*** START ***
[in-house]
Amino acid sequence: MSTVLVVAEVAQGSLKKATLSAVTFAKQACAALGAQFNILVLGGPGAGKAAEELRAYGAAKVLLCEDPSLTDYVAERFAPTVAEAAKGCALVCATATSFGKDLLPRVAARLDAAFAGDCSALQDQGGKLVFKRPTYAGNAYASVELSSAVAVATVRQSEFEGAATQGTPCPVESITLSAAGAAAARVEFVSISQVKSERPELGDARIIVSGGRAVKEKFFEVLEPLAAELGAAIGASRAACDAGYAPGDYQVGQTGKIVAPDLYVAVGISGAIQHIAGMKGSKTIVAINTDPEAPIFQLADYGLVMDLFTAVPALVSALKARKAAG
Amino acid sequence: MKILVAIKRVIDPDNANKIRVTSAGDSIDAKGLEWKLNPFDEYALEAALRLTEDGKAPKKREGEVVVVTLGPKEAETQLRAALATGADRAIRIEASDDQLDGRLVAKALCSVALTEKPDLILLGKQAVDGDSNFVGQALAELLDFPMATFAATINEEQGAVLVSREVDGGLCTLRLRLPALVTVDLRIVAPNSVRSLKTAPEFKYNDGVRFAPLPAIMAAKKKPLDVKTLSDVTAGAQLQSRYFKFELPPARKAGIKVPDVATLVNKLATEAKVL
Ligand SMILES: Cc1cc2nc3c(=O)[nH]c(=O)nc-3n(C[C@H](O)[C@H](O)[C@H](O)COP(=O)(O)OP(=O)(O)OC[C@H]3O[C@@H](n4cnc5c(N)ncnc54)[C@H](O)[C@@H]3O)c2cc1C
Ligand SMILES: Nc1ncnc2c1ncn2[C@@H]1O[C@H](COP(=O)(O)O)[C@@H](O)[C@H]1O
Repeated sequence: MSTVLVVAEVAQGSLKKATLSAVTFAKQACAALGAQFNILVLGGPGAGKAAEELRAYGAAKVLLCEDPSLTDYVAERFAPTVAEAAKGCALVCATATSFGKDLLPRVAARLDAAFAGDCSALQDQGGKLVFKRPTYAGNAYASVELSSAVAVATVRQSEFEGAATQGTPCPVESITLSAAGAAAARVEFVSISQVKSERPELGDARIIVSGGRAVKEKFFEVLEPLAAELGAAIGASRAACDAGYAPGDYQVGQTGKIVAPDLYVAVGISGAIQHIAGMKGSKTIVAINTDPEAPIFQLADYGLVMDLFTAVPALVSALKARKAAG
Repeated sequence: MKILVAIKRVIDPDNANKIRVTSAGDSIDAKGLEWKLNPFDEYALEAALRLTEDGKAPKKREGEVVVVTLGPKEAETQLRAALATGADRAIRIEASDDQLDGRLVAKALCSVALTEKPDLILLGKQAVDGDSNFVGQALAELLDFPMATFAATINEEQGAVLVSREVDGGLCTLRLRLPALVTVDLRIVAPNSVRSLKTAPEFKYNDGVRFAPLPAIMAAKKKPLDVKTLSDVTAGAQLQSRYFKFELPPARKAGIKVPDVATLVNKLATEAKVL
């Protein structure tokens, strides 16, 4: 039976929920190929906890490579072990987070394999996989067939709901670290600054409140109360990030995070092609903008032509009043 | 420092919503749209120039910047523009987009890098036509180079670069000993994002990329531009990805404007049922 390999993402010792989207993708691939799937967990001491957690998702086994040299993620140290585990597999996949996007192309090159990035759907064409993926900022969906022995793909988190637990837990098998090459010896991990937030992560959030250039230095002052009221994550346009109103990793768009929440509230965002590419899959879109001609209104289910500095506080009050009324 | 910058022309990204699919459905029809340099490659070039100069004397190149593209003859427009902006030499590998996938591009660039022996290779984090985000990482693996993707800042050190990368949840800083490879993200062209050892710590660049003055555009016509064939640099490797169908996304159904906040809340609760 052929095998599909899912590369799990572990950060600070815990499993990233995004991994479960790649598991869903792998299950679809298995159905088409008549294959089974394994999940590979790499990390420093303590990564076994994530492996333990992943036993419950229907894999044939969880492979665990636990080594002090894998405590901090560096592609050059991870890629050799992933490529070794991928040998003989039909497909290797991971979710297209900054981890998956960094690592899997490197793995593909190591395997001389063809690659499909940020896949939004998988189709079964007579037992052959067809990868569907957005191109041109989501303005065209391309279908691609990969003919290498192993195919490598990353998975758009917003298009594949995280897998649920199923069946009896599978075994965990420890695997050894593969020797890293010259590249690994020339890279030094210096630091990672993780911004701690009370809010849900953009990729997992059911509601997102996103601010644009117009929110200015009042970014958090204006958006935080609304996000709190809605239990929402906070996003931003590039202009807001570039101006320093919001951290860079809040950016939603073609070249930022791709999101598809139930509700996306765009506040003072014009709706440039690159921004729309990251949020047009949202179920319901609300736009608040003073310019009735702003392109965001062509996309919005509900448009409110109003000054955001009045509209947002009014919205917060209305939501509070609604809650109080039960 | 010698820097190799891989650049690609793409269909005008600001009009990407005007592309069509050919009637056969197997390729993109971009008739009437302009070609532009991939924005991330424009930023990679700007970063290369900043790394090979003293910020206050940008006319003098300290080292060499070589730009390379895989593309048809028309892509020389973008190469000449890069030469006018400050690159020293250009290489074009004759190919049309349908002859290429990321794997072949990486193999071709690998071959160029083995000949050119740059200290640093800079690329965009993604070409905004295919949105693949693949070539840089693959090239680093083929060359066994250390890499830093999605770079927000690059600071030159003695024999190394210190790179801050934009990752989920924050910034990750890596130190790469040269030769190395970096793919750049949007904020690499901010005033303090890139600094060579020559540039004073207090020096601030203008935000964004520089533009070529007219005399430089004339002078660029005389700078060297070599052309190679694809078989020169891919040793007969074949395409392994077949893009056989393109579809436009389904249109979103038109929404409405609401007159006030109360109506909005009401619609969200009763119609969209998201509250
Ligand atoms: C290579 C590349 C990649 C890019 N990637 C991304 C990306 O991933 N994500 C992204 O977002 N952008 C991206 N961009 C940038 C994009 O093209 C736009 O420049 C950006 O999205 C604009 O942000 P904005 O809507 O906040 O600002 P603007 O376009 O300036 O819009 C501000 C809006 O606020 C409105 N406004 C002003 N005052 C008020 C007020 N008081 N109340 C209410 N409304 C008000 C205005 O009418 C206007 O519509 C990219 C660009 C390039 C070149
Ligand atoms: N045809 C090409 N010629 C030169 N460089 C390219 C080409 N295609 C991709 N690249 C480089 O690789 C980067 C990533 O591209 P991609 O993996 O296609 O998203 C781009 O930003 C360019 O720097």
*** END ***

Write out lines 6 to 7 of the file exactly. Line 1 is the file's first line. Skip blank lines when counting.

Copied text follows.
Repeated sequence: MSTVLVVAEVAQGSLKKATLSAVTFAKQACAALGAQFNILVLGGPGAGKAAEELRAYGAAKVLLCEDPSLTDYVAERFAPTVAEAAKGCALVCATATSFGKDLLPRVAARLDAAFAGDCSALQDQGGKLVFKRPTYAGNAYASVELSSAVAVATVRQSEFEGAATQGTPCPVESITLSAAGAAAARVEFVSISQVKSERPELGDARIIVSGGRAVKEKFFEVLEPLAAELGAAIGASRAACDAGYAPGDYQVGQTGKIVAPDLYVAVGISGAIQHIAGMKGSKTIVAINTDPEAPIFQLADYGLVMDLFTAVPALVSALKARKAAG
Repeated sequence: MKILVAIKRVIDPDNANKIRVTSAGDSIDAKGLEWKLNPFDEYALEAALRLTEDGKAPKKREGEVVVVTLGPKEAETQLRAALATGADRAIRIEASDDQLDGRLVAKALCSVALTEKPDLILLGKQAVDGDSNFVGQALAELLDFPMATFAATINEEQGAVLVSREVDGGLCTLRLRLPALVTVDLRIVAPNSVRSLKTAPEFKYNDGVRFAPLPAIMAAKKKPLDVKTLSDVTAGAQLQSRYFKFELPPARKAGIKVPDVATLVNKLATEAKVL